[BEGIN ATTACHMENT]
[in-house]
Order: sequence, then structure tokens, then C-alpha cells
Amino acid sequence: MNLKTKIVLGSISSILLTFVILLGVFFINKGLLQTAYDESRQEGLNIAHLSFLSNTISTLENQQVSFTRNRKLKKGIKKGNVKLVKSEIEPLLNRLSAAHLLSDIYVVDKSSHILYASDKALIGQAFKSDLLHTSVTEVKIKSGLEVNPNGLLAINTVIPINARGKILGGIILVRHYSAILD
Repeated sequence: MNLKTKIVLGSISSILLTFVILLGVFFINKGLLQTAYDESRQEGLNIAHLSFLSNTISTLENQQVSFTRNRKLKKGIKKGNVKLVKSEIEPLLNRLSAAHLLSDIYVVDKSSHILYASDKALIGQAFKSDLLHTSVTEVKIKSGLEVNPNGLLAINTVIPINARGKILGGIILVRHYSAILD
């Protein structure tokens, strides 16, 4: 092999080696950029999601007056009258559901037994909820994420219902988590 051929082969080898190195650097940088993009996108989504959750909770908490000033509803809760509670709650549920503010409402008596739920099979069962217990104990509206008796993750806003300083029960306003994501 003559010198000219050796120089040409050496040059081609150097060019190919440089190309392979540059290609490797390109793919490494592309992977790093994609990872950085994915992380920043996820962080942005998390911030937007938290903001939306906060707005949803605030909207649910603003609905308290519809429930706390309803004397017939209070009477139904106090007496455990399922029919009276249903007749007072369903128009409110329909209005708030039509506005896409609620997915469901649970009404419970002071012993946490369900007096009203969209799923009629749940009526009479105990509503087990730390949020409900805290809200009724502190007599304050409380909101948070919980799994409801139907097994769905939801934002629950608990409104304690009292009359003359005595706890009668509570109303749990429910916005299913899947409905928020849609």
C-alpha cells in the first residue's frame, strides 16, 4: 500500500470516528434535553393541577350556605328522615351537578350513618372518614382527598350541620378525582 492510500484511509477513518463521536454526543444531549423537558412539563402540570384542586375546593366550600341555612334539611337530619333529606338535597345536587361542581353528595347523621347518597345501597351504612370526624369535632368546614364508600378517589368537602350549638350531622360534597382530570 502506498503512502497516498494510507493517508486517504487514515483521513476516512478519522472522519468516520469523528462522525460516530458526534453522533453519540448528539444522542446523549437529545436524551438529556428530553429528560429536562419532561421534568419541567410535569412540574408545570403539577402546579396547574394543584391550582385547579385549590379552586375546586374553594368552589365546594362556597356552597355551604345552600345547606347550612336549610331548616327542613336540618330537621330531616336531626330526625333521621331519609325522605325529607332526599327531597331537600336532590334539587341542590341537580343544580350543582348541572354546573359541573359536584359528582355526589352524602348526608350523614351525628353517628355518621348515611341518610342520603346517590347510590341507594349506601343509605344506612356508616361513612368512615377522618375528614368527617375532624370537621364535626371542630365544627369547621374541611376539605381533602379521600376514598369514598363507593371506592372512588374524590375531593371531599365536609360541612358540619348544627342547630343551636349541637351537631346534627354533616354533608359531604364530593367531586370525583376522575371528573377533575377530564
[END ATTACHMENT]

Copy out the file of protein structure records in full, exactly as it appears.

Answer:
[in-house]
Order: sequence, then structure tokens, then C-alpha cells
Amino acid sequence: MNLKTKIVLGSISSILLTFVILLGVFFINKGLLQTAYDESRQEGLNIAHLSFLSNTISTLENQQVSFTRNRKLKKGIKKGNVKLVKSEIEPLLNRLSAAHLLSDIYVVDKSSHILYASDKALIGQAFKSDLLHTSVTEVKIKSGLEVNPNGLLAINTVIPINARGKILGGIILVRHYSAILD
Repeated sequence: MNLKTKIVLGSISSILLTFVILLGVFFINKGLLQTAYDESRQEGLNIAHLSFLSNTISTLENQQVSFTRNRKLKKGIKKGNVKLVKSEIEPLLNRLSAAHLLSDIYVVDKSSHILYASDKALIGQAFKSDLLHTSVTEVKIKSGLEVNPNGLLAINTVIPINARGKILGGIILVRHYSAILD
């Protein structure tokens, strides 16, 4: 092999080696950029999601007056009258559901037994909820994420219902988590 051929082969080898190195650097940088993009996108989504959750909770908490000033509803809760509670709650549920503010409402008596739920099979069962217990104990509206008796993750806003300083029960306003994501 003559010198000219050796120089040409050496040059081609150097060019190919440089190309392979540059290609490797390109793919490494592309992977790093994609990872950085994915992380920043996820962080942005998390911030937007938290903001939306906060707005949803605030909207649910603003609905308290519809429930706390309803004397017939209070009477139904106090007496455990399922029919009276249903007749007072369903128009409110329909209005708030039509506005896409609620997915469901649970009404419970002071012993946490369900007096009203969209799923009629749940009526009479105990509503087990730390949020409900805290809200009724502190007599304050409380909101948070919980799994409801139907097994769905939801934002629950608990409104304690009292009359003359005595706890009668509570109303749990429910916005299913899947409905928020849609």
C-alpha cells in the first residue's frame, strides 16, 4: 500500500470516528434535553393541577350556605328522615351537578350513618372518614382527598350541620378525582 492510500484511509477513518463521536454526543444531549423537558412539563402540570384542586375546593366550600341555612334539611337530619333529606338535597345536587361542581353528595347523621347518597345501597351504612370526624369535632368546614364508600378517589368537602350549638350531622360534597382530570 502506498503512502497516498494510507493517508486517504487514515483521513476516512478519522472522519468516520469523528462522525460516530458526534453522533453519540448528539444522542446523549437529545436524551438529556428530553429528560429536562419532561421534568419541567410535569412540574408545570403539577402546579396547574394543584391550582385547579385549590379552586375546586374553594368552589365546594362556597356552597355551604345552600345547606347550612336549610331548616327542613336540618330537621330531616336531626330526625333521621331519609325522605325529607332526599327531597331537600336532590334539587341542590341537580343544580350543582348541572354546573359541573359536584359528582355526589352524602348526608350523614351525628353517628355518621348515611341518610342520603346517590347510590341507594349506601343509605344506612356508616361513612368512615377522618375528614368527617375532624370537621364535626371542630365544627369547621374541611376539605381533602379521600376514598369514598363507593371506592372512588374524590375531593371531599365536609360541612358540619348544627342547630343551636349541637351537631346534627354533616354533608359531604364530593367531586370525583376522575371528573377533575377530564